Earlier this week, I introduced you to the woodwinds via a wonderful Mozart piece, yet one which didn't include one very important instrument: the flute. So I thought I'd spend the entire post today making amends. Of course, the flute (and its predecessor) is one of the oldest instruments in the world, appearing first around 4,000 B.C. made out of bones, hooves, and horns. The Greek God, Pan, the faun (half-man half-goat), is said to have invented the panpipe—a sensual kind of flute—when the nymph he loved was turned into a reed.
From those early wooden flutes, the instrument developed and eventually, through the 19th century "German flute," evolved into the sleek silver version we use today. One of the most famous orchestral pieces featuring the instrument (and another personal fav, by the way) was written by Claude Debussy for Diaghilev's famous Ballets Russes in Paris and premiered there in 1912.
As Diaghilev was want to do, the ballet brought some of the most talented artists together in collaboration, all commissioned to compose a piece inspired by the sensual poetry of L'aprÃ¨s-midi d'un faune (The Afternoon of a Faun) by StÃ©phane MallarmÃ©. Nijinsky did the choreography and danced the role of the faun, creating one of the biggest scandals of Paris that year.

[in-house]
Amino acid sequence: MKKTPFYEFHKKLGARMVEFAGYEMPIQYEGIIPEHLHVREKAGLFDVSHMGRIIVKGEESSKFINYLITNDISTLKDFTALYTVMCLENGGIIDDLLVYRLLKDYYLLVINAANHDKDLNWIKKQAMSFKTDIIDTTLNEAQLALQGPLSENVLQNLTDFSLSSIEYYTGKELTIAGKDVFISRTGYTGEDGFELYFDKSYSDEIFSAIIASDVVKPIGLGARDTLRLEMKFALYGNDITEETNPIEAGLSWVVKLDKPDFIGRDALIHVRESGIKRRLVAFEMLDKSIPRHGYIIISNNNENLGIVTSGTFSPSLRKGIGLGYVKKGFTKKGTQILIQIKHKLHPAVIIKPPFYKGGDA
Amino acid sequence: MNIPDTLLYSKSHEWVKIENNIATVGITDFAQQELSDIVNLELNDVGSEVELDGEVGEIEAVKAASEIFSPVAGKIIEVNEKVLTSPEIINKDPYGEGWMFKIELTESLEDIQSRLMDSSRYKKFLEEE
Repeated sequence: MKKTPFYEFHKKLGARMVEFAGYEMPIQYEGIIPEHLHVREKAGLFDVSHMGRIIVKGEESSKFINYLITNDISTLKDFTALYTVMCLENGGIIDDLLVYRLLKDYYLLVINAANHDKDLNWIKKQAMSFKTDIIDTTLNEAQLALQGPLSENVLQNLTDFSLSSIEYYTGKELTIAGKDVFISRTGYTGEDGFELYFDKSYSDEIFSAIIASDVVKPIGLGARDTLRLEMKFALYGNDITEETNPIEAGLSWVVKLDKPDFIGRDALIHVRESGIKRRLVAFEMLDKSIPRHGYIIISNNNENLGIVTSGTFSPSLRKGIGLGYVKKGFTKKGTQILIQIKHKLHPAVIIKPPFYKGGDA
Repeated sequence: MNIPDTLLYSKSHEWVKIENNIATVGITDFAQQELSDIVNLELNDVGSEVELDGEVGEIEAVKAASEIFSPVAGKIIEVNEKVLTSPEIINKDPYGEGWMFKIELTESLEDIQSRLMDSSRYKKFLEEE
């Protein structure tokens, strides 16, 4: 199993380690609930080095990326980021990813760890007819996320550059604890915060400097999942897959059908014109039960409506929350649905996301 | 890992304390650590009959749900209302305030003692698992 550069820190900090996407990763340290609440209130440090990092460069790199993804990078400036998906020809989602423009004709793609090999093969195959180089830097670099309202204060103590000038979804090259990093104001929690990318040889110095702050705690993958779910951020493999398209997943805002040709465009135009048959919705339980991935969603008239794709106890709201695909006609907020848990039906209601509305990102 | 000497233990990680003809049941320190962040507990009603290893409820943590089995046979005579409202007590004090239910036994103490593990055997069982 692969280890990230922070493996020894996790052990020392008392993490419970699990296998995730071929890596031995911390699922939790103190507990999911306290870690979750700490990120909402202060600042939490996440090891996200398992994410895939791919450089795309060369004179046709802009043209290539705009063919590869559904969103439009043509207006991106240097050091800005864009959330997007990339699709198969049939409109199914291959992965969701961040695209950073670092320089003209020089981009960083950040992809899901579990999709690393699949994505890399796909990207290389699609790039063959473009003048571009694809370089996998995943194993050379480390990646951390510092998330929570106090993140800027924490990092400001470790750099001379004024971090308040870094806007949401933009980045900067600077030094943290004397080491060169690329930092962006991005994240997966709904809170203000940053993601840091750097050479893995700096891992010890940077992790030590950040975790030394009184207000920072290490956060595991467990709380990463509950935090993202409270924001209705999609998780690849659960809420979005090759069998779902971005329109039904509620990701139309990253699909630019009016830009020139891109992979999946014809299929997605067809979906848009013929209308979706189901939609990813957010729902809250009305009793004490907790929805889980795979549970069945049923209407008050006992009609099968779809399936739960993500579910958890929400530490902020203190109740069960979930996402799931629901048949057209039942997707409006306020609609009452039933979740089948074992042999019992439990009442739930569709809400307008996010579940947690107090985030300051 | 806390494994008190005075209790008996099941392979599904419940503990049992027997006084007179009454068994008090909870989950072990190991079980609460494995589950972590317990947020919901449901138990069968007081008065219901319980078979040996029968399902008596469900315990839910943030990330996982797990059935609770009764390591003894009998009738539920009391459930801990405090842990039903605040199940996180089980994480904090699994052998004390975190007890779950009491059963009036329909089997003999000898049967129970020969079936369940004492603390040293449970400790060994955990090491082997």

In the newspaper Le Figaro editor Gaston Calmette wrote: "We have had a faun, incontinent, with vile movements of erotic bestiality and gestures of heavy shamelessness." In reply, the sculptor Auguste Rodin published a defense of the choreography and in a letter to Le Figaro painter Odilon Redon expressed the wish that his friend MallarmÃ© could have seen "this wonderful evocation of his thought."
Listen to an excerpt from Debussy's Afternoon of a Faun
And while the closing "masturbation scene" still draws a lot of interest, ultimately, it's Debussy's gorgeous music that's carried this "Faun" into the 21st century. The opening excerpt here is all flute, sensual and seductive, as Nijinsky and Diaghilev wanted it, and, I'll agree with Redon there - MallarmÃ© probably would have loved it"¦